The method of the invention permits the complete gasification of a mixture in combustion containing one third by weight of fuel and two thirds of liquid water, as a result of uniform changes throughout the flame; physical and chemical conditions of the reaction medium completely change the phenomena of chemisorption and absorption on which the oxidation of the carbon depends.

In ordinary combustion the very fine fuel droplet is subjected in the first phase to a rise in temperature which vaporizes the light elements, makes them combust and heats the heavy elements, bringing them to bet-ween 1500 and 2400 C. according to the surplus of combustion air and produces cracking to re-libera-te light elements. The process then starts again, but since the carbon is moving at fairly high speed within the flame it moves away from the hottest point and, as cracking temperature is no longer reached, this carbon is oxidized less quickly and is then not oxidized at all. It becomes red hot and radiant, liberating the heat energy which it transports, then becomes black to form the solid residues invisible to the naked eye, escapes in the residual gases and under certain physical conditions partly agglomerates and deposits in the form of soot.

In the method of the invention the hydrocarbon is, as in the last case, chemically atomized by air into fine droplets as in known methods, but it has been previously emulsified with water and air or gas. Each droplet contains the combustible hydrocarbon surrounding a gas bubble, the whole being surrounded with water; the emulsion may be oil in water or water in oil, according to the percentage of water in the mixture. Each droplet represents a reaction medium containing a carburetant, oil, a supporter of combustion and air, uniformly distributed in the presence of water. On introduction to the hearth the rise in temperature causes the gas to dilate and the thickness of the layer of oil to decrease, thereby enlarging the area of contact between the carburetant and the supporter of combustion and accelerating the combustion of the volatile elements. The rise in temperature simultaneously causes the heavy elements in each droplet to crack at about 1600, liberating active carbon, and the dissociation of water produces active oxygen 0 and active nascent hydrogen also distributed throughout the reaction medium, which contains about twice as much hydrogen by this method as by other present day processes. The phenomena of chemisorption and adsorption are accelerated and the chain of free radicals formed is different: carbon elements combine in larger quantities with hydrogen to form combustible gases which are oxidized to release energy. Since this process takes place throughout the very large flame, a gas flame, the total radiation factor is very high, in fact near the maximum, and neutral combustion can be obtained without difficulty in an appropriate medium. The result is an increase in useful energy and the possibility of using liquid fuels in certain above-mentioned cases where this was hitherto thought impossible, together with a reduction in atmospheric pollution.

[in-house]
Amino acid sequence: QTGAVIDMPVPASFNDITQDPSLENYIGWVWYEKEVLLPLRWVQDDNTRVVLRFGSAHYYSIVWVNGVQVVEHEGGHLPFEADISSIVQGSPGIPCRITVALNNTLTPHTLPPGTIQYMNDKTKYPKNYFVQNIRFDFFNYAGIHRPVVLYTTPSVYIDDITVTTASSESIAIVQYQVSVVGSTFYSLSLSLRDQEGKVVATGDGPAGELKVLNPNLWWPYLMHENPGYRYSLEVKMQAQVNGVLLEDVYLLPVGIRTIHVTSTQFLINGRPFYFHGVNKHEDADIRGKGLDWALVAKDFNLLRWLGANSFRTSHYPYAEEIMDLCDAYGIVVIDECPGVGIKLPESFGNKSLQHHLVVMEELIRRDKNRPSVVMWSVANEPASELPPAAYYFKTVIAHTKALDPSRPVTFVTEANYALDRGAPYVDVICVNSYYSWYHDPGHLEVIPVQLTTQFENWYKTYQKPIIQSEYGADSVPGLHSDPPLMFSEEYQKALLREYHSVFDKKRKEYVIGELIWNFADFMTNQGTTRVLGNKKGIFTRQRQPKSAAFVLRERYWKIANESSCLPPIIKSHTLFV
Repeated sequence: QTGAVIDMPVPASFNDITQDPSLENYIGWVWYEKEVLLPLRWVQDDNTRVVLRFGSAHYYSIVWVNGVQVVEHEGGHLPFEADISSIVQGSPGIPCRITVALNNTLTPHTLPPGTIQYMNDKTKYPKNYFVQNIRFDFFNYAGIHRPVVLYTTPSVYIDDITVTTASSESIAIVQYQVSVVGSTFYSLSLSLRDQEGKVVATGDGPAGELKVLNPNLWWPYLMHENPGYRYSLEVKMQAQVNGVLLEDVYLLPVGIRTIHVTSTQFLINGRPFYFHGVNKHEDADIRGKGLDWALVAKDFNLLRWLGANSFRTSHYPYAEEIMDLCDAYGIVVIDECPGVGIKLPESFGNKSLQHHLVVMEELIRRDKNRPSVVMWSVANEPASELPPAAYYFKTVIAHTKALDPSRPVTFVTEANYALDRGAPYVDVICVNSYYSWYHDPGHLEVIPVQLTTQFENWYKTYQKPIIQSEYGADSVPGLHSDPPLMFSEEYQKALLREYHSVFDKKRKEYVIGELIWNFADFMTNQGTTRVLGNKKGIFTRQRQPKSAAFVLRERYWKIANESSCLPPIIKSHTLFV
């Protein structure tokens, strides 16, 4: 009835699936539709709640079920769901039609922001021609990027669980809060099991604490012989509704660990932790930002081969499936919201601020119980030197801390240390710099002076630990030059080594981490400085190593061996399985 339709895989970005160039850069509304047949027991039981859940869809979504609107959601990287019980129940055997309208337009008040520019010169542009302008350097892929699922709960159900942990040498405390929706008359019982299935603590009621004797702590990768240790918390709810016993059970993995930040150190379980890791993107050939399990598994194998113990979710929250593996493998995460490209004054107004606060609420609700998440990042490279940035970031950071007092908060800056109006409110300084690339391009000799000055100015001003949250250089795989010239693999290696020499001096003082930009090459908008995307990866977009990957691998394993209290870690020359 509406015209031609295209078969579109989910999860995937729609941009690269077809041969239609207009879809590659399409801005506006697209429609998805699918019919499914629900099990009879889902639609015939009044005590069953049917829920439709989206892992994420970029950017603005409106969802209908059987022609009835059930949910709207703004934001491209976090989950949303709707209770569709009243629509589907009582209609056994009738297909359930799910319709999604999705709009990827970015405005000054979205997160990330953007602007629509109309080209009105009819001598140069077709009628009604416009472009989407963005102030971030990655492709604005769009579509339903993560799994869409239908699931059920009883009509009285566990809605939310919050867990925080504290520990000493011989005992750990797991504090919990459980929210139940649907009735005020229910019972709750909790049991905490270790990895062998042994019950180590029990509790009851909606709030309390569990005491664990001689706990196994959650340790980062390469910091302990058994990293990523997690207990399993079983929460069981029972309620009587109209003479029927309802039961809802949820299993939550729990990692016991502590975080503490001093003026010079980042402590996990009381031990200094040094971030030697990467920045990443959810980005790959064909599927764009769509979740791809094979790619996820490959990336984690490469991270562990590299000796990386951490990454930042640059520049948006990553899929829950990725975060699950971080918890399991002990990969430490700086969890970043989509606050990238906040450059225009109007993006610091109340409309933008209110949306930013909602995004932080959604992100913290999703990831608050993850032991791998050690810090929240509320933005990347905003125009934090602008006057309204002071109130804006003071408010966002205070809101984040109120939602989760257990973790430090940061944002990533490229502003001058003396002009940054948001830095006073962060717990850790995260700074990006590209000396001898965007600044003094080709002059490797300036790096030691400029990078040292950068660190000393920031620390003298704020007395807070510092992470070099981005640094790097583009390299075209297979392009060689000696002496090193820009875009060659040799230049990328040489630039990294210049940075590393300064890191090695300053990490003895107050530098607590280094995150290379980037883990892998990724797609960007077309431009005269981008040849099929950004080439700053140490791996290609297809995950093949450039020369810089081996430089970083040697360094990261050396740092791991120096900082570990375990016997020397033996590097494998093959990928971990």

What is claimed is: